Is Routine Follow-Up Coronary Angiography Necessary After PCI?

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Since ReACT was underpowered, larger trials may be necessary to confirm benefits or harm of routine coronary angiography.
Since ReACT was underpowered, larger trials may be necessary to confirm benefits or harm of routine coronary angiography.

HealthDay News – For patients who have undergone percutaneous coronary intervention (PCI), routine follow-up coronary angiography (FUCAG) has no long-term clinical benefit, according to a study published online in JACC: Cardiovascular Interventions.

Hiroki Shiomi, MD, from Kyoto University in Japan, and colleagues examined the long-term clinical impact of routine FUCAG after PCI in a prospective multicenter open-label randomized trial. Participants who underwent PCI were randomly allocated to routine angiographic follow-up (AF), in which they received FUCAG at 8 to 12 months after PCI, or clinical follow-up alone (CF). Seven hundred patients were enrolled and randomized to AF (n=349) or CF (n=351).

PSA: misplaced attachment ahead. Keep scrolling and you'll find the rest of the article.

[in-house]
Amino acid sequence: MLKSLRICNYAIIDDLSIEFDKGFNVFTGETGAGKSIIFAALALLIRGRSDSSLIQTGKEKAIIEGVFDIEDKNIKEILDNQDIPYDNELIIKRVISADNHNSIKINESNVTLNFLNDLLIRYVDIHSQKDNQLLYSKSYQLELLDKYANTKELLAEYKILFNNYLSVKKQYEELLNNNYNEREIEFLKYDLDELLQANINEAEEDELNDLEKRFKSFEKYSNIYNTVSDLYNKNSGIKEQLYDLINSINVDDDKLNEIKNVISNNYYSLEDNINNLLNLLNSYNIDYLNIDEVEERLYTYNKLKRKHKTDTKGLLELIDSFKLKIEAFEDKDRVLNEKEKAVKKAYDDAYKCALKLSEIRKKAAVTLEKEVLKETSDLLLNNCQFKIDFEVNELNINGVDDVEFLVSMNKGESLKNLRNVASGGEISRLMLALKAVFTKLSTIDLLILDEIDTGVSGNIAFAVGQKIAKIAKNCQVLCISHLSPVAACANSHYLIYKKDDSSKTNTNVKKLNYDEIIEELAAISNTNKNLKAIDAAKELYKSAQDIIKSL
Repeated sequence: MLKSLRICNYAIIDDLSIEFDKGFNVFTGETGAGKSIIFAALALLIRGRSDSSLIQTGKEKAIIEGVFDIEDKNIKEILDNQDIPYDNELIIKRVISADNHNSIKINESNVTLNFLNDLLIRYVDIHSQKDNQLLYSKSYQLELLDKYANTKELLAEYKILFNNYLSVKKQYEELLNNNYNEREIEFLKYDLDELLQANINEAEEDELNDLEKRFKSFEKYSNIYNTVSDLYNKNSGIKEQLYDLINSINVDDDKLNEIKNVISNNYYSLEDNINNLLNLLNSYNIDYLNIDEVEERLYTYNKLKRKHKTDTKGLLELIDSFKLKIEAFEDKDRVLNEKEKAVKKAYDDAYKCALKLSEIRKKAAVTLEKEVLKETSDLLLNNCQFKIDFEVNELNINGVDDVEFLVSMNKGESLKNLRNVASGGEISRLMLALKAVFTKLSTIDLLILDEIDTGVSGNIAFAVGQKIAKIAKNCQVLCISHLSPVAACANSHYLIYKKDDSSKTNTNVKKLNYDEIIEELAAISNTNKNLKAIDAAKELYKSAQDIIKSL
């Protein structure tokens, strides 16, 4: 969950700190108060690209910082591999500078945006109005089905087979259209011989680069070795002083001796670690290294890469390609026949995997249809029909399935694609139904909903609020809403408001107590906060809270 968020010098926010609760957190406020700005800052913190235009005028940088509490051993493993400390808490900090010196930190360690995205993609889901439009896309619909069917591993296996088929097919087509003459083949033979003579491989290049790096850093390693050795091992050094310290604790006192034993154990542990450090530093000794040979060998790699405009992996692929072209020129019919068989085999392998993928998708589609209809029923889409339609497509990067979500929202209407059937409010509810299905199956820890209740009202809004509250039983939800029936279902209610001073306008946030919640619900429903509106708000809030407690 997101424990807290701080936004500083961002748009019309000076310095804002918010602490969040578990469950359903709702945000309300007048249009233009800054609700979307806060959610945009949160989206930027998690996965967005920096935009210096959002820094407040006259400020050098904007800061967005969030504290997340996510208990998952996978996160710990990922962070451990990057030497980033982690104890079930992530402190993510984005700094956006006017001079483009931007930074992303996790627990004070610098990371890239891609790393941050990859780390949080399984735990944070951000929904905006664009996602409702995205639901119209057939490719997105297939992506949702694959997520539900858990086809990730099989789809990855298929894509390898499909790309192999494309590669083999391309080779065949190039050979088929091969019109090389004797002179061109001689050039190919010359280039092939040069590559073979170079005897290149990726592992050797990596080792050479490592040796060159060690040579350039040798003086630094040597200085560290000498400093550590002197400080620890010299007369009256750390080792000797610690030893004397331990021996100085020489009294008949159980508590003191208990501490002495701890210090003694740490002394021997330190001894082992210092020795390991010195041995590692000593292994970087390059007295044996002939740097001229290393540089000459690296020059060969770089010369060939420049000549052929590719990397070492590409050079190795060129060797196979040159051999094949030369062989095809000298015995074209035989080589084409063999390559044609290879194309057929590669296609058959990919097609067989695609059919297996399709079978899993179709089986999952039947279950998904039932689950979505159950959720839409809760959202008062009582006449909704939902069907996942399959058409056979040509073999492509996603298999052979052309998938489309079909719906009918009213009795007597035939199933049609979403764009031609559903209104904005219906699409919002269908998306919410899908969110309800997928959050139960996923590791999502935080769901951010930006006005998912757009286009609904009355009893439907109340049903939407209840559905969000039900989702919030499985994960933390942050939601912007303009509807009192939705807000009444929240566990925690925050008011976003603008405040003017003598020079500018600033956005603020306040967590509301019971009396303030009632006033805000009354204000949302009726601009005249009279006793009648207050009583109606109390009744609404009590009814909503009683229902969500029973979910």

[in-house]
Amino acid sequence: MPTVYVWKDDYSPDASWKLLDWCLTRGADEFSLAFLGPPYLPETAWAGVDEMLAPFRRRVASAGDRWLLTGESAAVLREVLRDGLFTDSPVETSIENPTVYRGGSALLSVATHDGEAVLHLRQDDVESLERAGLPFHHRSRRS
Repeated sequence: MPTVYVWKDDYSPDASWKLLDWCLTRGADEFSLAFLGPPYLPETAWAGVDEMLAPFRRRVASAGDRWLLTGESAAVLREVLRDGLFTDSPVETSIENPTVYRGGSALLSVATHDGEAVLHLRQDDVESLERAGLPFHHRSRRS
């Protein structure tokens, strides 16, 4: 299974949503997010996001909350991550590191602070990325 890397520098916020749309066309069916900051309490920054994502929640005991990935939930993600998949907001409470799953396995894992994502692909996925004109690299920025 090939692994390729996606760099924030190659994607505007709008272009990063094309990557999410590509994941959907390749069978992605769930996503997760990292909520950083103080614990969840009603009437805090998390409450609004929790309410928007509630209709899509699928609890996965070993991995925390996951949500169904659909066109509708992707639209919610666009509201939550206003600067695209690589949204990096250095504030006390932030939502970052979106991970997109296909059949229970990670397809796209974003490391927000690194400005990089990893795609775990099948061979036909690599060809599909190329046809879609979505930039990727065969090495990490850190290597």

The researchers found that the cumulative 5-year incidence of the primary end point (composite of death, myocardial infarction, stroke, emergency hospitalization for acute coronary syndrome, or hospitalization for heart failure) was 22.4% and 24.7% in the AF and CF groups, respectively (hazard ratio: 0.94; 95% CI, 0.67-1.31; P= .7). Within the first year, any coronary revascularization was performed more frequently in the AF group than the CF group (12.8% vs 3.8%; log-rank P <.001); over time the difference was attenuated with similar cumulative 5-year incidence (19.6% vs 18.1%; log-rank P =.92).

"Routine FUCAG cannot be recommended as a clinical strategy," the authors concluded. "However, the present study was underpowered to detect modest benefits (or harm) of routine FUCAG, and larger scale trials (especially in high-risk patients) are warranted to definitively address this issue."

Disclosures: One author disclosed ties to Boston Scientific.

Reference

Shiomi H, Morimoto T, Kitaguchi S, et al; for the ReACT investigators. The ReACT trial: randomized evaluation of routine follow-up coronary angiography after percutaneous coronary interventional trial [Published online December 17, 2016]. JACC Cardiovasc Interv. doi:10.1016/j.jcin.2016.10.018.

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